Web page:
Oh yes I am in for coffee talk. People who know me probably think I’m a coffee snob but I just really enjoy good coffee and well-made beverages from coffee shops (usually standard lattes). I usually go for dark or medium roasts at home although I’ve found that my tastes have drifted somewhat lighter, which I think is a pretty standard progression (also my favorite roaster of dark beans retired). I know it’s blasphemous but I mostly drink half-caff coffee now - my wife cut back during pregnancy and then decided she wanted to keep her caffeine intake lower. I buy most of my coffee locally and usually keep a couple varieties of regular/decaf at home but will also get coffee from Trader Joe’s, namely their small lot batches or other special roasts (side note: did anyone try their Ethiopian peaberry? I thought it was fantastic and saw some people agreeing with me on the internet but it disappeared super quickly). There are at least two local places that actually roast great decaf so that’s been good because my main issue with decaf had always been lower quality and worse flavor than the good locally roasted stuff.

My usual routine is to grind beans the night before so our coffee is ready in the morning. I agree with catface that French press coffee is the best (unfiltered) but it takes a little more time to make so its only for days that I’m off. I bought a Saeco automatic espresso maker but was not satisfied with the espresso so I returned it; not willing to spend 3K on a better at home machine and not sure I want to mess with manually making my espresso. My mom gave me a milk frothed she got for free so that’s been a nice addition to my coffee bar.

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French press, dark roasts, and cold brew are like the opposite of what I’m going for which is a bright, clean cup. I think it’s really the sweetness and acidity that I’m addicted to. Nothing wrong with decaf or halfcaf as long as it’s done with a good method like Swiss water process.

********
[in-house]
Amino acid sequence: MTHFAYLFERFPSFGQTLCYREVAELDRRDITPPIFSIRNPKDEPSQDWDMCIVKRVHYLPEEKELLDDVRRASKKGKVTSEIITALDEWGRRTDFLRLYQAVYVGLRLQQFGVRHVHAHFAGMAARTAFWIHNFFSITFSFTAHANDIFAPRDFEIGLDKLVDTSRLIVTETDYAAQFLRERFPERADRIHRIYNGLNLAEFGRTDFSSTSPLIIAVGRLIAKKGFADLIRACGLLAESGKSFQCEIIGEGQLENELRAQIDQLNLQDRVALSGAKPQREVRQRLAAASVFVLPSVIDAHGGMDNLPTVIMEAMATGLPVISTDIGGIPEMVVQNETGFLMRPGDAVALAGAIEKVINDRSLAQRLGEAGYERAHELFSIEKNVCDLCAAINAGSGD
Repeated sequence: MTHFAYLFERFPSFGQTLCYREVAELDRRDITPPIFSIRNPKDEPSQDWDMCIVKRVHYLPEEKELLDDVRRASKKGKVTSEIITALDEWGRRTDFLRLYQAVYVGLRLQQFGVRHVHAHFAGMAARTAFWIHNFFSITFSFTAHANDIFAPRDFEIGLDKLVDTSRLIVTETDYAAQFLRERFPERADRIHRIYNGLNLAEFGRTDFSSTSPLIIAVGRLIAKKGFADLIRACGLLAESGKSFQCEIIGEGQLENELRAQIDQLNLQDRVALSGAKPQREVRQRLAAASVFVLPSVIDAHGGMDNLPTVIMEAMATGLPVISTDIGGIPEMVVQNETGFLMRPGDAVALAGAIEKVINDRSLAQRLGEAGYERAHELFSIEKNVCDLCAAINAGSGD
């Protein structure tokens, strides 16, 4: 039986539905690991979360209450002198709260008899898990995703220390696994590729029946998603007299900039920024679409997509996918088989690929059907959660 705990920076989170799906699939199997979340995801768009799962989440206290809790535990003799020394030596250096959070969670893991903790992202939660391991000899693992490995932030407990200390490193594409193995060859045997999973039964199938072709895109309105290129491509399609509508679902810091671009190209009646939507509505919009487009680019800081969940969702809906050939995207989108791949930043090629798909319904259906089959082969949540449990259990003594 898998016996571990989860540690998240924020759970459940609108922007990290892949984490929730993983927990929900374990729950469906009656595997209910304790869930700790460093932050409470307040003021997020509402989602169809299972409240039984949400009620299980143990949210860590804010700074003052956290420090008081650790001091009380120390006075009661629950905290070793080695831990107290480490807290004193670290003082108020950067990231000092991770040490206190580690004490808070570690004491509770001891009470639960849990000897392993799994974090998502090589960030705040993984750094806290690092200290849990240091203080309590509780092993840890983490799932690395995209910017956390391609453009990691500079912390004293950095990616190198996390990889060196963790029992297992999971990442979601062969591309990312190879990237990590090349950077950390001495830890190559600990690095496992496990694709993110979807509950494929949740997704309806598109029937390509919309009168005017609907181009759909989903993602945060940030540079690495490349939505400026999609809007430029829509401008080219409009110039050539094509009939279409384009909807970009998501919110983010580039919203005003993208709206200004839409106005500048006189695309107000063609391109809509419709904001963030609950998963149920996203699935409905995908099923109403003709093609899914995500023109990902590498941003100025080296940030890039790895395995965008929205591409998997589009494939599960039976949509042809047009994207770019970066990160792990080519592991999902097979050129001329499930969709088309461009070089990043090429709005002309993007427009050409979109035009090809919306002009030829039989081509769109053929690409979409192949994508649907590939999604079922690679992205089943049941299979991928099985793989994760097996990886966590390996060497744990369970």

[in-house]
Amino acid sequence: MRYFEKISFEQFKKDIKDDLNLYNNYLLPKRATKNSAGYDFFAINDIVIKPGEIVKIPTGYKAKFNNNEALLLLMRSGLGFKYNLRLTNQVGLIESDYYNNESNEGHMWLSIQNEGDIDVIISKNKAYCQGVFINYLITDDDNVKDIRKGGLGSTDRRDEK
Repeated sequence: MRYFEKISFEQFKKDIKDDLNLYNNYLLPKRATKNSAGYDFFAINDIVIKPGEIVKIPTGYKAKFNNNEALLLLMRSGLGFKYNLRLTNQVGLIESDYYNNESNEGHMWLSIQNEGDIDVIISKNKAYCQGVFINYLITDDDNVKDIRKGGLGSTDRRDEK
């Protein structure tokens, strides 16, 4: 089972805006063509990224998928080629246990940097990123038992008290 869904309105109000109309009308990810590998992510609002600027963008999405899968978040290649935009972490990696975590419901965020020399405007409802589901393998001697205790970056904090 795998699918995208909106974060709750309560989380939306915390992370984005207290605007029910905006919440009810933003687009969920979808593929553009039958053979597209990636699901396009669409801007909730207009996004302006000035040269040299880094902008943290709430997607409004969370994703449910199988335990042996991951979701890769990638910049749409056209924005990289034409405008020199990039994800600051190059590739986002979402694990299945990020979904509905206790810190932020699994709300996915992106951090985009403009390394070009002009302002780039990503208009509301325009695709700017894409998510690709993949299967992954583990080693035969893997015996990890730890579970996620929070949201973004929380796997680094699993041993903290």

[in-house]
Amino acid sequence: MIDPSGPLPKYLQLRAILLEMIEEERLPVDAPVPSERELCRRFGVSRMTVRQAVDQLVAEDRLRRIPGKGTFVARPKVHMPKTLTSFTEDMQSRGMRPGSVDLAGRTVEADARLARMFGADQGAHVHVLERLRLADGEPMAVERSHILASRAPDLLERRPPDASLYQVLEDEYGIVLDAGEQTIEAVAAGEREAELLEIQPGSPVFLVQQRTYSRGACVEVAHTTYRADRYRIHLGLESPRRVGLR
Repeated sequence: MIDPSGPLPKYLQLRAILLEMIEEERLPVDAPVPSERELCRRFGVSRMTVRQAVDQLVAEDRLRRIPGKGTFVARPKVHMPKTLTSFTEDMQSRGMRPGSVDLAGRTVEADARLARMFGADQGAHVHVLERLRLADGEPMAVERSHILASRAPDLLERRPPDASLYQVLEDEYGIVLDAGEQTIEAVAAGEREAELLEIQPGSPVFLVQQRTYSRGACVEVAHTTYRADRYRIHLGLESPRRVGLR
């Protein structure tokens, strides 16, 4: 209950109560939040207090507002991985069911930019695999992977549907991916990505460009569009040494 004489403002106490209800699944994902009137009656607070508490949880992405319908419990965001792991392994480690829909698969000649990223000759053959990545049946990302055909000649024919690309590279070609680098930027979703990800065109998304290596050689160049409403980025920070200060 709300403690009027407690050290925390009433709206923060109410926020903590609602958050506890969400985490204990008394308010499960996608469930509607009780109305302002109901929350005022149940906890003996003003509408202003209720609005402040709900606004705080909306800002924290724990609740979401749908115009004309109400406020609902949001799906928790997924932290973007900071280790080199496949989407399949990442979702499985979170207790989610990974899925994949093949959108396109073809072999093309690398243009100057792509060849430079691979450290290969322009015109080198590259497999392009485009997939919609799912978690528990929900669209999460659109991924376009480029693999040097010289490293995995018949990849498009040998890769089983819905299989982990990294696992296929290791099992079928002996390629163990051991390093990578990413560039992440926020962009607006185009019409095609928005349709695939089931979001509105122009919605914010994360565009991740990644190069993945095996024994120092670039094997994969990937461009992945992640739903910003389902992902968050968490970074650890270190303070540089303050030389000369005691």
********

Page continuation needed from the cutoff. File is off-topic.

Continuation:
Biggest thing for me has been trying to get consistency out of my hand pours on the Chemex and V60. I know Scott Rao is controversial in the coffee world but I feel like he’s mostly on point and at least has reasoning behind his claims. His pourover method really improved my coffee considerably after trying a bunch of others that sucked.

This Caffeine Kills Fascists sounds like a drink best served black.

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My current setup is:

Chemex classic 6-cup
Hario V60 02 ceramic dripper
OXO Barista Brain automatic
Bialetti plastic dripper
Bodum Chambord 8-cup French press

Baratza Encore upgraded to M2 Preciso burr
Hario Skerton

Hario V60 Buono 120

Stelton EM77
Zojirushi Air Pot
Thermoworks Thermopop
OXO Coffee POP container
Genuine Chemex and Hario filters
Digital scale and timer

Those are straight links to the manufacturers, not revenue-generating clickback tricks. The point I want to make is that I’ve produced great coffee using just the very cheapest items ($2 plastic dripper, $15 hand grinder). I was surprised when I heard Scott Rao recommend the plastic Hario V60 claiming it traps the heat in the brew instead of absorbing it. I’ve found some amazing deals on discounted gear, probably because everyone wants to overpay for awful Keurig devices and they put the good stuff on closeout.

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If you’re a person looking to improve your coffee game but don’t want to put in much work or money, I recommend getting an SCA certified home brewing machine and fresh coffee ground for drip from a local roaster (or shipped). I’m not sure what the cheapest machine on the list is right now but you should be able to get the barebones Bonavita for under $100 USD. Like I said before, sometimes you can find deals on these since they don’t look fancy or make K-cups. I got an OXO 12-cup for $80 at some discount home / kitchen store. Just be sure to stick with the ones on the list since they are certified to brew correctly.

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You would probably love single-origin Kenyan coffee. No need to add lemon since that flavor comes from the bean!